chemical energy


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chem·i·cal en·er·gy

energy liberated or absorbed by a chemical reaction, for example, oxidation of carbon, or absorbed in the formation of a chemical compound.

chemical energy

See energy.

che·mi·cal en·er·gy

(kem'i-kăl en'ĕr-jē)
Energy liberated or absorbed by a chemical reaction (e.g., oxidation of carbon) or absorbed in the formation of a chemical compound.
References in periodicals archive ?
Major opportunities for energy savings were identified as: improvement in scheduling and decreasing delays while liquid metal is in the furnace; addition of chemical energy for melting steel; and improvement in ladle practice.
Now, researchers can take an in-depth look at how this molecular motor frans- forms chemical energy into motion, says Ivan Rayment, a crystallographer at the University of Wisconsin-Madison.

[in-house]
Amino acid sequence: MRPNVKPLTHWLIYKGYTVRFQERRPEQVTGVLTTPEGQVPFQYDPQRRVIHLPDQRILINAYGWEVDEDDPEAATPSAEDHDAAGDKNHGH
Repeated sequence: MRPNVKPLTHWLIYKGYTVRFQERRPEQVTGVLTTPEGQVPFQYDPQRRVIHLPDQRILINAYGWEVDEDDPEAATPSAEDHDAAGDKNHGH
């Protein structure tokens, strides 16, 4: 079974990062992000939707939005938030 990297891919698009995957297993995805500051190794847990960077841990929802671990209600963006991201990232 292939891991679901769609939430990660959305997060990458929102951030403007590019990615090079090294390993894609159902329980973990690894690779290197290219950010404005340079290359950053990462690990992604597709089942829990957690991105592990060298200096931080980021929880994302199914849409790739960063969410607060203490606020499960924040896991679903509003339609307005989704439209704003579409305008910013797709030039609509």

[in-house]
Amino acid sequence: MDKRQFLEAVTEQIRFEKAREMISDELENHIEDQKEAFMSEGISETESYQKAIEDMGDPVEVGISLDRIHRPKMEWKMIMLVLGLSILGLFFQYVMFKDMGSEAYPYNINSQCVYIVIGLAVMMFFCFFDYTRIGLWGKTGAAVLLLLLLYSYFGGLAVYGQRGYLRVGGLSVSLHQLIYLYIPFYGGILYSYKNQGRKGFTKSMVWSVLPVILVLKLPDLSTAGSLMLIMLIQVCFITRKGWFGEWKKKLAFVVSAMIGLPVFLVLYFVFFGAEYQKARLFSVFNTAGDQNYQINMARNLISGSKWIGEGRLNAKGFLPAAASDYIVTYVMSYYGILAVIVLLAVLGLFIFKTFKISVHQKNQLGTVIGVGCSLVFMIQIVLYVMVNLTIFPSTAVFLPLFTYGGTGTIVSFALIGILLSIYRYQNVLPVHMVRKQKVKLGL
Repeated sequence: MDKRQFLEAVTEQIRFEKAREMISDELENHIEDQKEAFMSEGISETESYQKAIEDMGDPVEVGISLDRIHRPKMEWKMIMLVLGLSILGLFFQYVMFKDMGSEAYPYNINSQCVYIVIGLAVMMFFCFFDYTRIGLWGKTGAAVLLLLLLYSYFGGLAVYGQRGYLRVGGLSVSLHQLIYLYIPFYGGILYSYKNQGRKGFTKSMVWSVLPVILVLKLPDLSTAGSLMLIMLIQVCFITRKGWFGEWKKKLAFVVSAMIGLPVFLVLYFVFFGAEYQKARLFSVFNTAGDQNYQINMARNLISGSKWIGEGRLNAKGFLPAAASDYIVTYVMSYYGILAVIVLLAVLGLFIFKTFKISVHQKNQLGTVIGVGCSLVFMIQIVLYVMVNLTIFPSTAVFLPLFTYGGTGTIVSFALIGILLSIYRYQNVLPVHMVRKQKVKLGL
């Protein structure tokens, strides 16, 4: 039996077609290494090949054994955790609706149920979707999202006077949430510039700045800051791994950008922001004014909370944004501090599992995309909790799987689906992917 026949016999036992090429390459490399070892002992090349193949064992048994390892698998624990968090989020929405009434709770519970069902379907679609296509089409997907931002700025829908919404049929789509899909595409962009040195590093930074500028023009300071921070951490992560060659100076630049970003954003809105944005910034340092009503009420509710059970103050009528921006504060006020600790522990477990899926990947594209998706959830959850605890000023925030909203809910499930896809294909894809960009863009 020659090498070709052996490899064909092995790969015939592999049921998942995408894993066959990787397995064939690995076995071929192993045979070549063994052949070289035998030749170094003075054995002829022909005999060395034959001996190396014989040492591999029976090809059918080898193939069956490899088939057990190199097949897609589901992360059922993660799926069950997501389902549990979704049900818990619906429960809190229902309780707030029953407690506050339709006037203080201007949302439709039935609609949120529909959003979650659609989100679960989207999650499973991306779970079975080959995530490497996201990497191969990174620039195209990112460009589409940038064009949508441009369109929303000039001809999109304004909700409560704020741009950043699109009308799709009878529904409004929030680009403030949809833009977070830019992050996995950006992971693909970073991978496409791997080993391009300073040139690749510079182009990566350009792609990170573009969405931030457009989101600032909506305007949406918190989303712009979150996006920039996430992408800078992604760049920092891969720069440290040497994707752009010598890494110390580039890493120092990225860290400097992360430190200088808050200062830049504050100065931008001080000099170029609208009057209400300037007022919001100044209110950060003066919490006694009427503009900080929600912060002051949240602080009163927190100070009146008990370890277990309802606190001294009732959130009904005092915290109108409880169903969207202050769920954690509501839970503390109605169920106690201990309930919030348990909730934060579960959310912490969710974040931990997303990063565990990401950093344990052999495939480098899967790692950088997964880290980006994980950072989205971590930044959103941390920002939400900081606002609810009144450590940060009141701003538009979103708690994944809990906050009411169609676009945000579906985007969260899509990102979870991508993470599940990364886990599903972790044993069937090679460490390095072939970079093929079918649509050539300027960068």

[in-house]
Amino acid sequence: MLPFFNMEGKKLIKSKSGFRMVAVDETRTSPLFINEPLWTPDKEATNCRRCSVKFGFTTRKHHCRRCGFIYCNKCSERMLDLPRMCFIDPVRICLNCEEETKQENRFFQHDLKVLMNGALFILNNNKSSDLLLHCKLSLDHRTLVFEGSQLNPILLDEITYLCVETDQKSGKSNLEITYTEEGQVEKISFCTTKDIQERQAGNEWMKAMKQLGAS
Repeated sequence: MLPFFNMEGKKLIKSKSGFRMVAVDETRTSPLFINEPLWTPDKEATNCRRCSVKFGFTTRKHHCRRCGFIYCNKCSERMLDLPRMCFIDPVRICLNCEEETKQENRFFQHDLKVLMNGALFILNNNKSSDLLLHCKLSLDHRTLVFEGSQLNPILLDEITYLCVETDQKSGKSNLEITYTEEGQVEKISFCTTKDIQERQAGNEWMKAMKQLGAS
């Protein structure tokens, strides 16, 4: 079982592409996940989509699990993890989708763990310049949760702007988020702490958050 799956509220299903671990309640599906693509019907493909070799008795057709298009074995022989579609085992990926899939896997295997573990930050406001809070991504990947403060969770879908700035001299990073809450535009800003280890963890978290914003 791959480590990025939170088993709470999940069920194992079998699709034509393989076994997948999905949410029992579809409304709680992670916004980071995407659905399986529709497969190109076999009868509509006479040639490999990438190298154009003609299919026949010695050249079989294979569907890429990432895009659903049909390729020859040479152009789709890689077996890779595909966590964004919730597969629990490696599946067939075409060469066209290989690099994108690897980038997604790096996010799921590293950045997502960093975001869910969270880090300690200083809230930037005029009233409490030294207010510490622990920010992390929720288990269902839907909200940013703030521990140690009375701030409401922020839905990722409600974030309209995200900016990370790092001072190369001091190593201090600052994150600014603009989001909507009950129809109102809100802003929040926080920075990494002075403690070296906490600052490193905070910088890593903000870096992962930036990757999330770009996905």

Biophysicists seeking to understand how plants convert solar energy into useful chemical energy have discovered that fullerenes can mimic nature by ferrying electrons across membranes.
He and his colleagues discovered that chemical energy and light also have that effect on the peptide.
It's just a preliminary experiment," Gur says, "but it demonstrates that one can, without pretreatment, convert the chemical energy of coal [directly] into electrical energy.
falciparum produces enzymes tht expedite this bonding process, which would otherwise require enormous amounts of chemical energy.

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